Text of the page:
first_imgStuff co.nz 20 October 2019Family First Comment: Good decision!“The committee said it was important that people with questions about their sexuality or gender identity were able to seek advice from people such as a professional counsellor, family and friends, or members of their religious community.”Exactly.The Government has been advised to delay making a decision on whether to outlaw gay and trans “conversion therapy” due to concerns about freedom of expression.Conversion therapy is where people try to change lesbian, gay, bisexual or transgender (LGBT) people’s sexuality or gender identity using therapy, drugs or other means.The controversial practice has been banned in the Australian state of Victoria, several countries in South America and parts of the United States.About 20,000 people have signed petitions calling for the practice to be outlawed in New Zealand.But while the Justice Select Committee, a group of MPs tasked with considering the petitions, acknowledged conversion therapy could be harmful to rainbow communities, it did not recommend an immediate ban.“We believe more work needs to be done before any decision is taken to ban it,” it said in its report.“In particular, thought must be given to how to define conversion therapy, who the ban would apply to, and how to ensure that rights relating to freedom of expression and religion were maintained.”The committee said it was important that people with questions about their sexuality or gender identity were able to seek advice from people such as a professional counsellor, family and friends, or members of their religious community.“A ban on conversion therapy should not prevent anyone from seeking or providing such advice.”READ MORE: https://www.stuff.co.nz/national/politics/116717531/why-the-government-is-unlikely-to-ban-lgbt-conversion-therapy-anytime-soonSelect committee fails to recommend conversion therapy banNewsHub 20 October 2019https://www.newshub.co.nz/home/politics/2019/10/select-committee-fails-to-recommend-conversion-therapy-ban.html‘More work needs to be done’ before gay conversion therapy banned in NZ, report saysTVNZ One News 19 October 2019https://www.tvnz.co.nz/one-news/new-zealand/more-work-needs-done-before-gay-conversion-therapy-banned-in-nz-report-saysKeep up with family issues in NZ. Receive our weekly emails direct to your Inbox.last_img read more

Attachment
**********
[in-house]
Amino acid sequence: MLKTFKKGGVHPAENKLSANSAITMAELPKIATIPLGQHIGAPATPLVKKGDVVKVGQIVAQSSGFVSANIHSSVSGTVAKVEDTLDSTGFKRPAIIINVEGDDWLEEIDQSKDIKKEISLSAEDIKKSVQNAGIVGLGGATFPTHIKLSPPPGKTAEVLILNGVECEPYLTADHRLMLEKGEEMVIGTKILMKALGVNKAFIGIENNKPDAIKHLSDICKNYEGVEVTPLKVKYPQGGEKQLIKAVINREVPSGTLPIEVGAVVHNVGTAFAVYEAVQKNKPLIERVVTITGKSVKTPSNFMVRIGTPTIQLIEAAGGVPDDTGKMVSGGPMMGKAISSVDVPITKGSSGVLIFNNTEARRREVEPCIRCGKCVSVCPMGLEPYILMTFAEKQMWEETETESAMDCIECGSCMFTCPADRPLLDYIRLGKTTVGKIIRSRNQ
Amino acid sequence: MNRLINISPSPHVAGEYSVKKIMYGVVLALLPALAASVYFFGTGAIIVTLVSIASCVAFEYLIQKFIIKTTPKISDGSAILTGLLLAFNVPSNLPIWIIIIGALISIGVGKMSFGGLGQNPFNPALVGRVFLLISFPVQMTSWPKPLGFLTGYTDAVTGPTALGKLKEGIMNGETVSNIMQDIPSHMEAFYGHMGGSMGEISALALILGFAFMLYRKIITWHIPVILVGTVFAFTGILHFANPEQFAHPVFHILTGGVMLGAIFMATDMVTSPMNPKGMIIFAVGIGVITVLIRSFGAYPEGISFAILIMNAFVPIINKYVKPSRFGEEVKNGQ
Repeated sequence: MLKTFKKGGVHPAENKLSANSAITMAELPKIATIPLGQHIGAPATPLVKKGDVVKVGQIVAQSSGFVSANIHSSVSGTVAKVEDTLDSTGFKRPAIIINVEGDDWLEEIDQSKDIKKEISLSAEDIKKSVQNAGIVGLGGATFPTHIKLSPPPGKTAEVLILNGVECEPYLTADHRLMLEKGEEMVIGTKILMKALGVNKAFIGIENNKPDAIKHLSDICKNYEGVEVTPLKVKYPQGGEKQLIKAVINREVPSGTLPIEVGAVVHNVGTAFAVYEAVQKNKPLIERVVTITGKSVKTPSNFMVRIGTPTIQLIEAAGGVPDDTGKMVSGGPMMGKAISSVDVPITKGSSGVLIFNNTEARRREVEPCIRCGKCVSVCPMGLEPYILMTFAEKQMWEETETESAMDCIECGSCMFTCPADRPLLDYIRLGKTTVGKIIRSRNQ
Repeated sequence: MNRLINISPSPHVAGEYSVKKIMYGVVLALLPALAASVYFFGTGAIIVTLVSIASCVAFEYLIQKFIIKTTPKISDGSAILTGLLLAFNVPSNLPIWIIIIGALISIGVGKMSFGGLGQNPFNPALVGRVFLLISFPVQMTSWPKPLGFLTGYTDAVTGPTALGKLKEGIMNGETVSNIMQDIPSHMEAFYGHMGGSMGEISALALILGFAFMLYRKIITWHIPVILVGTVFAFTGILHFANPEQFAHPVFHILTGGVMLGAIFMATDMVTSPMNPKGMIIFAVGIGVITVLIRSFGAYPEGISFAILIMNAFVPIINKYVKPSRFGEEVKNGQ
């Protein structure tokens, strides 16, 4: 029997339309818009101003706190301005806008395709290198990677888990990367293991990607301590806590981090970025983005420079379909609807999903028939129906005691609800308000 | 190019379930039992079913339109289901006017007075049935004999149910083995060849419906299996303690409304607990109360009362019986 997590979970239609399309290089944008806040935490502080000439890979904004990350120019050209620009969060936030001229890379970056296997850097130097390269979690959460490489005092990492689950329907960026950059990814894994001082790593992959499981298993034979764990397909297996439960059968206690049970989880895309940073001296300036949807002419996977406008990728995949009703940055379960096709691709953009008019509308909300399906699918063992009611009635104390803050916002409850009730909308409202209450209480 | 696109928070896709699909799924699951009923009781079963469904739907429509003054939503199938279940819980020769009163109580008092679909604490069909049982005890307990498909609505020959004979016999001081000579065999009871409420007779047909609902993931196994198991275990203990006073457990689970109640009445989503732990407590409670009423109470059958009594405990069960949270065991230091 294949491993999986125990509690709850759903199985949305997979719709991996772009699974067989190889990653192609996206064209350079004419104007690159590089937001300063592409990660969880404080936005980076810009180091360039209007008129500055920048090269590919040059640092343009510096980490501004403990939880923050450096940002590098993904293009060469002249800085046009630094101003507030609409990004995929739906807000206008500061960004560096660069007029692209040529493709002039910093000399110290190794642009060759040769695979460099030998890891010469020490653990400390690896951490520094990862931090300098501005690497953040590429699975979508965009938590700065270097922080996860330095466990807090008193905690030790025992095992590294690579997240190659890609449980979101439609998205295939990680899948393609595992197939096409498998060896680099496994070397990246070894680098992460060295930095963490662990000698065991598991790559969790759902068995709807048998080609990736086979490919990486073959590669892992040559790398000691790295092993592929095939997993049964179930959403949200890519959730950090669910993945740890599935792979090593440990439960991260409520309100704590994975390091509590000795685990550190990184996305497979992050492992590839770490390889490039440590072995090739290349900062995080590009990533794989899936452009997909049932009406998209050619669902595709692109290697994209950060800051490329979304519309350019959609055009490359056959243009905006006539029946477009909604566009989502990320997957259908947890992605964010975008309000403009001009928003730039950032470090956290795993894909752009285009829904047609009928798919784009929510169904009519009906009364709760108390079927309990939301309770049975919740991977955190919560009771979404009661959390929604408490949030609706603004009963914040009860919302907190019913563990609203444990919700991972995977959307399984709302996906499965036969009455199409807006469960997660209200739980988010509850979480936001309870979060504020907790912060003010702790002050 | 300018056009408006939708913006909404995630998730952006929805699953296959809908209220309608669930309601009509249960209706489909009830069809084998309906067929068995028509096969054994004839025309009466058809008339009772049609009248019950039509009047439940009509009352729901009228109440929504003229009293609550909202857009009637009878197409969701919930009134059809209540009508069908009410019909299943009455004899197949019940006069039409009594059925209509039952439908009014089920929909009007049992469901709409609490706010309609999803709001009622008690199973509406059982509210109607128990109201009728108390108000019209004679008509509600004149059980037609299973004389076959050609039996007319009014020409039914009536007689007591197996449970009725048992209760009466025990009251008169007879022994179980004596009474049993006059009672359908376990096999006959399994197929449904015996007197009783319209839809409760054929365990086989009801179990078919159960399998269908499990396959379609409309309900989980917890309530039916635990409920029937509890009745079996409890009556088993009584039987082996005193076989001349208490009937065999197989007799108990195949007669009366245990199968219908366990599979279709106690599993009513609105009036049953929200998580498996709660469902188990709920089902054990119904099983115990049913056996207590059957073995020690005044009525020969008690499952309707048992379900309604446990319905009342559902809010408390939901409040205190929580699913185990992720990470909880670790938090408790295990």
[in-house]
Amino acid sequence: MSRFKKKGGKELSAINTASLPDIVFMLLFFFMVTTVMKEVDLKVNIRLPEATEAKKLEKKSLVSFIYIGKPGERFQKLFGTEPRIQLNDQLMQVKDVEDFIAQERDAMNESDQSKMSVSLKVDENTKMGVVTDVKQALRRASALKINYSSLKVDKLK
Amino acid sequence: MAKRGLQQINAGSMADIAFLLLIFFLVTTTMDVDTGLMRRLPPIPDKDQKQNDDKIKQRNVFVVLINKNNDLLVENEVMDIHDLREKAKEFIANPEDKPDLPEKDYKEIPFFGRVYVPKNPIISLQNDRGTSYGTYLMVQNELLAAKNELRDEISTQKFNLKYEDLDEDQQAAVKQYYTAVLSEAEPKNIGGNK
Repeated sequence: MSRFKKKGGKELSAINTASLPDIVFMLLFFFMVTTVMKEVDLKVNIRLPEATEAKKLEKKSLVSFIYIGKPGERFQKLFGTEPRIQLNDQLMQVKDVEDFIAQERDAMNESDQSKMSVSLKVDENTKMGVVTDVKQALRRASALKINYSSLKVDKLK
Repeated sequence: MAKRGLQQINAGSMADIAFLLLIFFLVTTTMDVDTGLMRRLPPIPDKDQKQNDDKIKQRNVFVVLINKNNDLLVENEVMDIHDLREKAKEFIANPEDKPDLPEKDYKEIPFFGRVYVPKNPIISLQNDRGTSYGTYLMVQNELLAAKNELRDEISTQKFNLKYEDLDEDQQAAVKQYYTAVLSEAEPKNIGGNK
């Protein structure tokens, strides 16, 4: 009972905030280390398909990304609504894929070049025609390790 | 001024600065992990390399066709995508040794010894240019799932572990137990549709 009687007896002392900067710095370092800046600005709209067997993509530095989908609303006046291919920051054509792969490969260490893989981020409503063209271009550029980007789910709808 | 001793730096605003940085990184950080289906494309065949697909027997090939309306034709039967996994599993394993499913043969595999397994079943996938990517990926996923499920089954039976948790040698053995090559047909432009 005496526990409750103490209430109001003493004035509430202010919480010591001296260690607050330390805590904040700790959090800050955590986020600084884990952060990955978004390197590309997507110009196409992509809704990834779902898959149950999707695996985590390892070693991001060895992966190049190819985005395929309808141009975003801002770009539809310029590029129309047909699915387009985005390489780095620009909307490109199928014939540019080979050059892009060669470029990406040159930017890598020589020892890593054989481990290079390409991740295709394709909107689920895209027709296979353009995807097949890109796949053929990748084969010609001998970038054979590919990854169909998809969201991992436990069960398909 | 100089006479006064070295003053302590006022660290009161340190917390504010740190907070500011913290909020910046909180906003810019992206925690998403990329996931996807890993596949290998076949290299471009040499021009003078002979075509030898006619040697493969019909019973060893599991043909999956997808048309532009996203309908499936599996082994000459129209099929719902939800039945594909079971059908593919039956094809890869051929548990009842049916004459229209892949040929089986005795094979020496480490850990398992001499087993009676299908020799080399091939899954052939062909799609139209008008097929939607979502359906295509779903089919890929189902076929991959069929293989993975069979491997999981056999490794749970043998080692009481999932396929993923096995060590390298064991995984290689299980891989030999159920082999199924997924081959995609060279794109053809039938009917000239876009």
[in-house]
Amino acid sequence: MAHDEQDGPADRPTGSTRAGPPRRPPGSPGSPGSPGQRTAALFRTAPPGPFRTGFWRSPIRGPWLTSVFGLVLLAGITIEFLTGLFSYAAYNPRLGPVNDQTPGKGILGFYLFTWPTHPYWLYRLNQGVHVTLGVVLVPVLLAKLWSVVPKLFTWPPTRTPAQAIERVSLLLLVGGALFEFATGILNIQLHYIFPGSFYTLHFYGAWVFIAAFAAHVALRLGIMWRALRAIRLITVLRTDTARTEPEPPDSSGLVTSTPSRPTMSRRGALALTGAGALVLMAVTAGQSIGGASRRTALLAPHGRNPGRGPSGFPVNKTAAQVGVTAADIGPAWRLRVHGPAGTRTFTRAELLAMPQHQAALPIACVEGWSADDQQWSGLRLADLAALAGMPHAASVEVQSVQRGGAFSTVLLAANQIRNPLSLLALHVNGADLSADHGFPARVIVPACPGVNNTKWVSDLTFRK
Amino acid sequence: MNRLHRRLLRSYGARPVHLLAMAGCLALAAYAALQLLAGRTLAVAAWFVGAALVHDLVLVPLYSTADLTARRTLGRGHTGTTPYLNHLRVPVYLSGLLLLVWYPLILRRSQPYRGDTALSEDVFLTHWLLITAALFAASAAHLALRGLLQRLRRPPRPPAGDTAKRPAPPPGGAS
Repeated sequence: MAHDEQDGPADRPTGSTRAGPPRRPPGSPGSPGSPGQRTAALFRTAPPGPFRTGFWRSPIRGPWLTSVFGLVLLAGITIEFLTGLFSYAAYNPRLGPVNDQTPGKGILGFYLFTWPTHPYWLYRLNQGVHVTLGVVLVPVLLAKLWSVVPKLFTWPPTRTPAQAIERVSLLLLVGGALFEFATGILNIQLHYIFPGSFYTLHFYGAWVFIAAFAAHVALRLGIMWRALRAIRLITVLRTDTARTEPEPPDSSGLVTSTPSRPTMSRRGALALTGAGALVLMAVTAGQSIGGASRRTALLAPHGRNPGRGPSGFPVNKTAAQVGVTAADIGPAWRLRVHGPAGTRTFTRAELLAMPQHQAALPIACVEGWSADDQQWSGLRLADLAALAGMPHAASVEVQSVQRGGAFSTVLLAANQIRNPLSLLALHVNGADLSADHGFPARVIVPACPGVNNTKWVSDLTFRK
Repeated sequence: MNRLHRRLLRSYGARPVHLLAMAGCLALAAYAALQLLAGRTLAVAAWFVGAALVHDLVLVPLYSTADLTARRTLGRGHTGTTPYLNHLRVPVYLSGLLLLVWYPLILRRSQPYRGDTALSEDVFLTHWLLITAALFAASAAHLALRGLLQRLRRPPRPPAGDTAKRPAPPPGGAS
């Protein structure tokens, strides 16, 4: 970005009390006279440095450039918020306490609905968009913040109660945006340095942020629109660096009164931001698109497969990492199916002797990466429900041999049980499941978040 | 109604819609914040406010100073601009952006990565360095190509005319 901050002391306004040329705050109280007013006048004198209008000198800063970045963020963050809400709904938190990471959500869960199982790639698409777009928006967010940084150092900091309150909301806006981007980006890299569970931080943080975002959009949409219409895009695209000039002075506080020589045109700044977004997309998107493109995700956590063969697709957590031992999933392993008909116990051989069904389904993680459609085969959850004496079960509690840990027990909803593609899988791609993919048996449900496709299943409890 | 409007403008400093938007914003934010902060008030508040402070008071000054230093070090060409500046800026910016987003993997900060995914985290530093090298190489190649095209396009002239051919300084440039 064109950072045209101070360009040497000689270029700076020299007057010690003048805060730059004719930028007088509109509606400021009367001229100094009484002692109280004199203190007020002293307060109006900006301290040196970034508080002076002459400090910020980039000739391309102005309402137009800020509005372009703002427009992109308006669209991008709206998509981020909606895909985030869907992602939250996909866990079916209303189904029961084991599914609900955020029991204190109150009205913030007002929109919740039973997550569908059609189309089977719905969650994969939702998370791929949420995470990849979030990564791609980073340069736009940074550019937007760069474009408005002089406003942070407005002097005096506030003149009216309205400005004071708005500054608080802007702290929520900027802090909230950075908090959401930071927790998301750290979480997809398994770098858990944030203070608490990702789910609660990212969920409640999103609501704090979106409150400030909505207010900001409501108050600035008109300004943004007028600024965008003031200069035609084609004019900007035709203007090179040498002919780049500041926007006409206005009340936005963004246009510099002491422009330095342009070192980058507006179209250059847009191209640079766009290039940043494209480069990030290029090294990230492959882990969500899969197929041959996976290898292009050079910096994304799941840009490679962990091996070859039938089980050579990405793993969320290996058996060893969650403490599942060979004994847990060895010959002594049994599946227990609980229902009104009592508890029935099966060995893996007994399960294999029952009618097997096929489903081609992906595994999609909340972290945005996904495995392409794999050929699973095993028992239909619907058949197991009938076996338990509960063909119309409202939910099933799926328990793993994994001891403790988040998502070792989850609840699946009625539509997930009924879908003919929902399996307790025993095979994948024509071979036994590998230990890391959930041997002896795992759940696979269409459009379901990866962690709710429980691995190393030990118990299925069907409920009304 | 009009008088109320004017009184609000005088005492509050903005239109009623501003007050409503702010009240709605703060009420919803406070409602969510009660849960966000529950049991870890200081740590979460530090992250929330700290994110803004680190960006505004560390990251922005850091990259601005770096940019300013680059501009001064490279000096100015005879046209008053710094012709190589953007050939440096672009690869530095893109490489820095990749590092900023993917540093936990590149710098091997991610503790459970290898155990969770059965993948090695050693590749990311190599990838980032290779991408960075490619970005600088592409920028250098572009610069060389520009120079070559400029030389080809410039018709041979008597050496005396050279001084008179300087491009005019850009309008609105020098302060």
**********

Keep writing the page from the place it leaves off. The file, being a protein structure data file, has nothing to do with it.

Priests arrested in Eastbourne in child abuse inquiry